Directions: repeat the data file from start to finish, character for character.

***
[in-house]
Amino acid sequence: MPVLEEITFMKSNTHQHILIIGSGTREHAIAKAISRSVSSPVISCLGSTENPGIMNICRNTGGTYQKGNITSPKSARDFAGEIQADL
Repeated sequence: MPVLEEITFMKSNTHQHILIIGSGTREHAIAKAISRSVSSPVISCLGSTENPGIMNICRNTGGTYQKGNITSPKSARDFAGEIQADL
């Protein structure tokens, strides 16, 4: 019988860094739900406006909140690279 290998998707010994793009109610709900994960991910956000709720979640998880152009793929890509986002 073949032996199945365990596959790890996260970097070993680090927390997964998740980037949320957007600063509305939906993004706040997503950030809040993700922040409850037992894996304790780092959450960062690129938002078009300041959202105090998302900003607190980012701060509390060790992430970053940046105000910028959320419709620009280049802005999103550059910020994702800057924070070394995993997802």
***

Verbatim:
[in-house]
Amino acid sequence: MPVLEEITFMKSNTHQHILIIGSGTREHAIAKAISRSVSSPVISCLGSTENPGIMNICRNTGGTYQKGNITSPKSARDFAGEIQADL
Repeated sequence: MPVLEEITFMKSNTHQHILIIGSGTREHAIAKAISRSVSSPVISCLGSTENPGIMNICRNTGGTYQKGNITSPKSARDFAGEIQADL
């Protein structure tokens, strides 16, 4: 019988860094739900406006909140690279 290998998707010994793009109610709900994960991910956000709720979640998880152009793929890509986002 073949032996199945365990596959790890996260970097070993680090927390997964998740980037949320957007600063509305939906993004706040997503950030809040993700922040409850037992894996304790780092959450960062690129938002078009300041959202105090998302900003607190980012701060509390060790992430970053940046105000910028959320419709620009280049802005999103550059910020994702800057924070070394995993997802």